The Analog Thing FAQ
This page contains a list of frequently asked questions (FAQ) about The Analog Thing (in short THAT). It's a great entry place to learn about THAT.
What is analog computing?
Analog computing is an alternative to digital computing; ideally suited for dynamic systems modeling; ideally suited for neuromorphic AI applications; much more energy-efficient than digital computing; inherently safer than digital computing in the face of cyber threats; a great, hands-on way to learn about maths, engineering and systems; and simply an eye-opening experience.
What is THE ANALOG THING?
THE ANALOG THING is a high-quality, low-cost, open-source, and not-for-profit cutting-edge analog computer. You can think of it as a kind of Raspberry Pi that computes with continuous voltages rather than with zeroes and ones.
What is "THAT"?
THAT is an abbreviation of THE ANALOG THING.
Who is the team behind THAT and what is their motivation?
THAT is developed and distributed by the German tech start-up company anabrid under the brand name Analog Paradigm. Anabrid is planning to develop an analog computer on-a-chip to diversify today's digital computing monoculture with analog-digital hybrid computing. To support this initiative, anabrid uses its Analog Paradigm brand to promote the often much more efficient and safer analog computing paradigm. THAT is Analog Paradigm's response to the need for education and community activity around analog computing. In contrast to the Analog Paradigm Model 1 analog computer, THAT is small, highly affordable, open-source, and not-for-profit. It is analog computing for the future, for all. Analog Paradigm welcomes community contributions to THAT hardware, accessories and documentation.
What can I do with THAT?
THAT is typically used to model dynamic systems, i.e., systems that change in time according to some causal relationships. Examples include including market economies, the spread of diseases, population dynamics, chemical reactions, mechanical systems, the firing of neurons, a variety of mathematical attractors, and much more. Technically, THAT solves (sets of) differential equations by way of integration, and it produces results in the form of graphs representing relationships between dependent and independent variables. If you are not familiar with differential equations, then THAT is an excellent tool to familiarize yourself with them. You can use THAT for a variety of purposes: You can use it to predict in the natural sciences, to control in engineering, to explain in educational settings, to imitate in gaming, or you can use it for the pure joy of it. THAT can help you understand what is (models of), and it can help you bring about what should be (models for). More fundamentally, THAT allows you to explore a non-digital computational paradigm hands-on!
What do I need to work with THAT?
You need a set of plug cables, which is included with THAT. You also need a USB power supply with a USB-C plug. Since most people have spare USB power supplies, we decided not to include one with THAT and save the extra cost. You will also need something to read the output of THAT (voltages that change over time), such as a hardware or software oscilloscope. Software oscilloscopes are software programs that can run on digital desktop or laptop computers and typically read changing voltages through the sound card's audio input interface. Software oscilloscopes (including free and open source ones) are available for all major operating systems.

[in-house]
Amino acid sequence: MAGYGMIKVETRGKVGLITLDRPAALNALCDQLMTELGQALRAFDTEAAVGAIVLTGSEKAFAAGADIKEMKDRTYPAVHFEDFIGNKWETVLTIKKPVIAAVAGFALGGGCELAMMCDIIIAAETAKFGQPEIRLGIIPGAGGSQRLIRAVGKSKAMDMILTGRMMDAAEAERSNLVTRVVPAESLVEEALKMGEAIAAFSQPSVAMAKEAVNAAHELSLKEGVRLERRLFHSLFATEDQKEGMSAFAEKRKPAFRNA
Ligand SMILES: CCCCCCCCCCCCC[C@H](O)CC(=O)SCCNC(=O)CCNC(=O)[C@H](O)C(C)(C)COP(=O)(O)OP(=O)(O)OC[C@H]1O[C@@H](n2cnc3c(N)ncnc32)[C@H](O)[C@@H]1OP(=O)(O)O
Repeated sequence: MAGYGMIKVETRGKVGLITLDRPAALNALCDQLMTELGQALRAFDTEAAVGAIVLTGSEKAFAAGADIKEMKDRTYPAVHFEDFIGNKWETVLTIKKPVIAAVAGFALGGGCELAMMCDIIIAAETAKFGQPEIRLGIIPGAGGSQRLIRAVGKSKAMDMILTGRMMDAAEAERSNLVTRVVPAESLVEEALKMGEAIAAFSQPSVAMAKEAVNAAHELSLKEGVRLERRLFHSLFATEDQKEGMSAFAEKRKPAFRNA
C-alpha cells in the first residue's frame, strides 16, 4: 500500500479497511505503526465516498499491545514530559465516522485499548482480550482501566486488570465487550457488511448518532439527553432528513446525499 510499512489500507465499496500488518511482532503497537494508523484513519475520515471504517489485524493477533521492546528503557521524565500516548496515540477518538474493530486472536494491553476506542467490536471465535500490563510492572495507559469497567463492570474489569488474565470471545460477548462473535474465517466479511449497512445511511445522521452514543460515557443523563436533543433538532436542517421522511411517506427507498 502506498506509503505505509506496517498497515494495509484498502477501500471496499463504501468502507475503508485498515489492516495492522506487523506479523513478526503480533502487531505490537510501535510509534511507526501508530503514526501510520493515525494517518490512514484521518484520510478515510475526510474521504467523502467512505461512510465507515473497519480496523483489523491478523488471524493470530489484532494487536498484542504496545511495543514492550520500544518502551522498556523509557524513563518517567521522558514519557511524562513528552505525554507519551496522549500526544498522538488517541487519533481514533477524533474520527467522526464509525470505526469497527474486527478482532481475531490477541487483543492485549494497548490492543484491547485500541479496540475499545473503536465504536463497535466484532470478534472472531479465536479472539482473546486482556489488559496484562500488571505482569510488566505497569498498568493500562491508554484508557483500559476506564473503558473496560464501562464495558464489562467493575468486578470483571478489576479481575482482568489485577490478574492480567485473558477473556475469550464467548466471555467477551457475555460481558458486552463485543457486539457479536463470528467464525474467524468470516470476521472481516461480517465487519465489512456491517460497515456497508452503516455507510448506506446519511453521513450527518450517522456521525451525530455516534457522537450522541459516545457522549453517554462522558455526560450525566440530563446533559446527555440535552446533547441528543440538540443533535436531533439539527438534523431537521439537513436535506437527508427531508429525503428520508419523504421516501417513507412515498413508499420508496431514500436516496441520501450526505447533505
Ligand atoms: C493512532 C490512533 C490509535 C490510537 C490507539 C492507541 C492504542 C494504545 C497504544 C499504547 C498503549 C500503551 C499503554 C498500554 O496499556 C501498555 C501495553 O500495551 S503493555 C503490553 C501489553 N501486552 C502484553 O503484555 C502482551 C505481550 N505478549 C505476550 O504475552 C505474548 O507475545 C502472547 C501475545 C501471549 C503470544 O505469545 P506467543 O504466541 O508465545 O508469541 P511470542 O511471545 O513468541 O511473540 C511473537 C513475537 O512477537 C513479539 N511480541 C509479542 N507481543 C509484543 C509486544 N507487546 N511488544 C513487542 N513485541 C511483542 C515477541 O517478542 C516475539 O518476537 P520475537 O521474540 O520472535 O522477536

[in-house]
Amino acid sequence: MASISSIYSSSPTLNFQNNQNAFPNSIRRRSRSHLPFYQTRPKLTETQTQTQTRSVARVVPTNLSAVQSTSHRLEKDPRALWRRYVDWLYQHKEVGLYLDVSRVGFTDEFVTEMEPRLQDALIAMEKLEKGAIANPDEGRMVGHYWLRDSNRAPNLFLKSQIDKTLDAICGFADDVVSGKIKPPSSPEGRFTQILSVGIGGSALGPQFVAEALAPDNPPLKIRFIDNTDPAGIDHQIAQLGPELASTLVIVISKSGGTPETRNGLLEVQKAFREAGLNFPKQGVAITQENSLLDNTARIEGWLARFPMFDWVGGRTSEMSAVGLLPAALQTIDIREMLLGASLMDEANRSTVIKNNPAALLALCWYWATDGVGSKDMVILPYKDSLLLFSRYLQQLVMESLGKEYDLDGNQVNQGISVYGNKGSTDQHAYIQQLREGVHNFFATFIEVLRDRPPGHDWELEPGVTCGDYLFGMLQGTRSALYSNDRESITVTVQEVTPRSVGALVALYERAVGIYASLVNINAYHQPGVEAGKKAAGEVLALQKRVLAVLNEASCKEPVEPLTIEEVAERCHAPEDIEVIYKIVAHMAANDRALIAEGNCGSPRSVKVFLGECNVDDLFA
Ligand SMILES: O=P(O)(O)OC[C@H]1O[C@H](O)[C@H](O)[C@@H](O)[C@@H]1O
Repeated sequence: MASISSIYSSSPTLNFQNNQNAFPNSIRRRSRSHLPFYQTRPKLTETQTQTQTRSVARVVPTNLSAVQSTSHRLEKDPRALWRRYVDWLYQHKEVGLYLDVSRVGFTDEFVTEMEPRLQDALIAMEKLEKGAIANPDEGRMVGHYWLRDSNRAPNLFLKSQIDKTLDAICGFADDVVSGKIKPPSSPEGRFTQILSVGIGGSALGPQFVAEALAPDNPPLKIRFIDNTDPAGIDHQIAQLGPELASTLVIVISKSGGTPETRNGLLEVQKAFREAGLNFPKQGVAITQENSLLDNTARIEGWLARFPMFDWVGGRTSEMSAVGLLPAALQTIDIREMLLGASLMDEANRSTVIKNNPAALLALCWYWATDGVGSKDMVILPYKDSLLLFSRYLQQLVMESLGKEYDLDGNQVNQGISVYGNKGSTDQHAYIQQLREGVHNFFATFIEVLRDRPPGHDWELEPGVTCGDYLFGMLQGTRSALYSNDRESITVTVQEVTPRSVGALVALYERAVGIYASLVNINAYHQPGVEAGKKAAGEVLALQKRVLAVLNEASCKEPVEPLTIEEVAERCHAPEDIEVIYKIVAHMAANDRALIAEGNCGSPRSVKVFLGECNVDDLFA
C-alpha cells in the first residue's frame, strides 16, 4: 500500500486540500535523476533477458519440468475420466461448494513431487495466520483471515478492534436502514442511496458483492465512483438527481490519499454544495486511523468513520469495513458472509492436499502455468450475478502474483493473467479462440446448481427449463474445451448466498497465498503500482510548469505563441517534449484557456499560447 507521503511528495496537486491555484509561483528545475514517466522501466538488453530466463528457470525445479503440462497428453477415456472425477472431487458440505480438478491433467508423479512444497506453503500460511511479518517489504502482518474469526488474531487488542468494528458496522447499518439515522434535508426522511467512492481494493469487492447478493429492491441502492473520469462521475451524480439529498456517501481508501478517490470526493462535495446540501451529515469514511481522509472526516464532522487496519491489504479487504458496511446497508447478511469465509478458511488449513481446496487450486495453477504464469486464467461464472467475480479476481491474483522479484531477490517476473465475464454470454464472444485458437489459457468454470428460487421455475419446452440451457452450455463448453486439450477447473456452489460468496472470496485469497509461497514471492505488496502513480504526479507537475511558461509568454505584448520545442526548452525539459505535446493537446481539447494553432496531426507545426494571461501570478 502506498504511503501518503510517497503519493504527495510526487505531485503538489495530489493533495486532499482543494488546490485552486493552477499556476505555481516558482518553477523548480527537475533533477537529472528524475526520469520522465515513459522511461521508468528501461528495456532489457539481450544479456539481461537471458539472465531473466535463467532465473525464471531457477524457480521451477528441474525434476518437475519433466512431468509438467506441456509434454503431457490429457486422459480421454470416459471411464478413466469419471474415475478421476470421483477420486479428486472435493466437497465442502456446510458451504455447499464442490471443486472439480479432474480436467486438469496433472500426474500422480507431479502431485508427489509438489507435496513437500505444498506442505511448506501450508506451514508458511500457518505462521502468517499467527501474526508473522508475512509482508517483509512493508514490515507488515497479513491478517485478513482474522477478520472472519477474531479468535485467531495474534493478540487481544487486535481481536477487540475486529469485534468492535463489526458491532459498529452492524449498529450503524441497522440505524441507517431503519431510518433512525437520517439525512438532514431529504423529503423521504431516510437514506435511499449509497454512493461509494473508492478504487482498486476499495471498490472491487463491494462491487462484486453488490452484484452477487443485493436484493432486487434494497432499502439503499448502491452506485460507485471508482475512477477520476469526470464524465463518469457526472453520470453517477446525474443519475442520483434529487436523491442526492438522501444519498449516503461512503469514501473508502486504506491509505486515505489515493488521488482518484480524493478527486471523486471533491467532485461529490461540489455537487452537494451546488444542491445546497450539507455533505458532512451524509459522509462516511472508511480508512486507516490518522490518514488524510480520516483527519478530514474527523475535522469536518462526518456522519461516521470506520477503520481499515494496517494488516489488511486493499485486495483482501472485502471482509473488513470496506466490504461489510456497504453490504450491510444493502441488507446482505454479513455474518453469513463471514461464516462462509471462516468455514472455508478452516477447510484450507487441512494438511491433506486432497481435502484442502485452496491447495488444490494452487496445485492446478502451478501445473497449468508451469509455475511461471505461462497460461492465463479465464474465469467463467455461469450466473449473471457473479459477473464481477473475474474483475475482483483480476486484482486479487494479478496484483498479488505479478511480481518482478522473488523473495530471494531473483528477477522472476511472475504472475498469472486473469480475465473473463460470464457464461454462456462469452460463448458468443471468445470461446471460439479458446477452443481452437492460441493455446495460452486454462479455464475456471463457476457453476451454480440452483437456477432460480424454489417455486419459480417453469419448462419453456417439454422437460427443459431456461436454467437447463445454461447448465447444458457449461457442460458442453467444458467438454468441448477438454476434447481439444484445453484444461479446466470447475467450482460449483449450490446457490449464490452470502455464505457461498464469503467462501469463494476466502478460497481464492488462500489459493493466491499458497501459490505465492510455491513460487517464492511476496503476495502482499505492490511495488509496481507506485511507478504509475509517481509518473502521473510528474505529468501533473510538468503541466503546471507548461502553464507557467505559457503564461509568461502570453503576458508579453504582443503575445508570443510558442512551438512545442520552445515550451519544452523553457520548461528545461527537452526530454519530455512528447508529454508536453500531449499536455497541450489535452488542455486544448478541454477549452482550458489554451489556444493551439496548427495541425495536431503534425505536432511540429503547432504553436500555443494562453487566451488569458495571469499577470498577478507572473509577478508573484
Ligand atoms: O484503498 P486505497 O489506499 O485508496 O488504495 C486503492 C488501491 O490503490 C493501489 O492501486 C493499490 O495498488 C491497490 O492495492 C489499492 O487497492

How does a Hello World program look like on THAT?
A good first program for "analog beginners" is the modeling of a damped oscillation in an isolated system.
For a detailed explanation see: Damped oscillation
Is THAT a general purpose computer?
Yes and no. The term general-purpose computer usually describes devices that can be programmed to mimic the logical procedures performed by other, comparable devices. THAT is different because it solves (sets of) differential equation(s) instead of processing logical procedures. It is a general-purpose analog computer in as far as it can solve any (set of) partial differential equation(s). In doing so, a single THAT is limited by its number of computing elements. By connecting multiple THATs in minion chains, it is possible to implement large analog computer programs involving any number of computing elements.
How can I program THAT?
Programming analog computers is about modeling change in time. Typically, this process starts by translating change in some dynamic systems into one or more differential equations. These equations are then translated into patterns of wire connections between the analog computing elements on THAT's patch field. These patterns of wire connections are analog computer programs. When a program is run, THAT solves the programmed differential equations and outputs their solutions as time-varying voltages.
How can I obtain output from THAT?
THAT outputs the solutions of differential equations as time-varying voltages. In control applications, these can be used to drive actuators such as motors or valves. In lab or classroom settings, they are often visualized as graphs using oscilloscopes or plotters. In hybrid computing (where analog and digital computers work in tandem), analog-to-digital converters and digital-to-analog converters turn time-varying voltages into digital data and vice versa. The simplest way to read the output of your THAT is to connect it to the sound card of a digital computer which can then be used to visualize the output using digital oscilloscope software and to record, analyze, or otherwise process it.